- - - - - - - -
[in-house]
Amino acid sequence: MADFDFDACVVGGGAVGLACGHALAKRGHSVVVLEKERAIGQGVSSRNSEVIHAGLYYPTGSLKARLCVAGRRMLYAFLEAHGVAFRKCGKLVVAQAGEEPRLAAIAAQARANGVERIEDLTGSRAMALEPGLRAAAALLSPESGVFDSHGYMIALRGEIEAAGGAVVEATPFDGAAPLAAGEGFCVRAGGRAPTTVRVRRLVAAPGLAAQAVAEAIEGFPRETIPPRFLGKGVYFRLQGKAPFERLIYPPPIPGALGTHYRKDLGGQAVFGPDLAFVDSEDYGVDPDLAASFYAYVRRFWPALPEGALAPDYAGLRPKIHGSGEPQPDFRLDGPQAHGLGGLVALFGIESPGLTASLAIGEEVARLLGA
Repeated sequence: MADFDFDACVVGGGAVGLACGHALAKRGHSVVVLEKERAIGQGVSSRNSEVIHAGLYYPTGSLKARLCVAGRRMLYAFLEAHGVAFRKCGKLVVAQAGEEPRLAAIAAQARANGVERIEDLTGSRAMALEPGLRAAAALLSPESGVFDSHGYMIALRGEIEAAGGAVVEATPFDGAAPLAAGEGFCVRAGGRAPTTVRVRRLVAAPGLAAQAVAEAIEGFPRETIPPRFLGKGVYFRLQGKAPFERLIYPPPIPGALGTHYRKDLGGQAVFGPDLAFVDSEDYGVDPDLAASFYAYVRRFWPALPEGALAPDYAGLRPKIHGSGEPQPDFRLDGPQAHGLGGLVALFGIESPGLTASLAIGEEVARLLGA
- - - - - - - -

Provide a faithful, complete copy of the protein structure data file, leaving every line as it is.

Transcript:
[in-house]
Amino acid sequence: MADFDFDACVVGGGAVGLACGHALAKRGHSVVVLEKERAIGQGVSSRNSEVIHAGLYYPTGSLKARLCVAGRRMLYAFLEAHGVAFRKCGKLVVAQAGEEPRLAAIAAQARANGVERIEDLTGSRAMALEPGLRAAAALLSPESGVFDSHGYMIALRGEIEAAGGAVVEATPFDGAAPLAAGEGFCVRAGGRAPTTVRVRRLVAAPGLAAQAVAEAIEGFPRETIPPRFLGKGVYFRLQGKAPFERLIYPPPIPGALGTHYRKDLGGQAVFGPDLAFVDSEDYGVDPDLAASFYAYVRRFWPALPEGALAPDYAGLRPKIHGSGEPQPDFRLDGPQAHGLGGLVALFGIESPGLTASLAIGEEVARLLGA
Repeated sequence: MADFDFDACVVGGGAVGLACGHALAKRGHSVVVLEKERAIGQGVSSRNSEVIHAGLYYPTGSLKARLCVAGRRMLYAFLEAHGVAFRKCGKLVVAQAGEEPRLAAIAAQARANGVERIEDLTGSRAMALEPGLRAAAALLSPESGVFDSHGYMIALRGEIEAAGGAVVEATPFDGAAPLAAGEGFCVRAGGRAPTTVRVRRLVAAPGLAAQAVAEAIEGFPRETIPPRFLGKGVYFRLQGKAPFERLIYPPPIPGALGTHYRKDLGGQAVFGPDLAFVDSEDYGVDPDLAASFYAYVRRFWPALPEGALAPDYAGLRPKIHGSGEPQPDFRLDGPQAHGLGGLVALFGIESPGLTASLAIGEEVARLLGA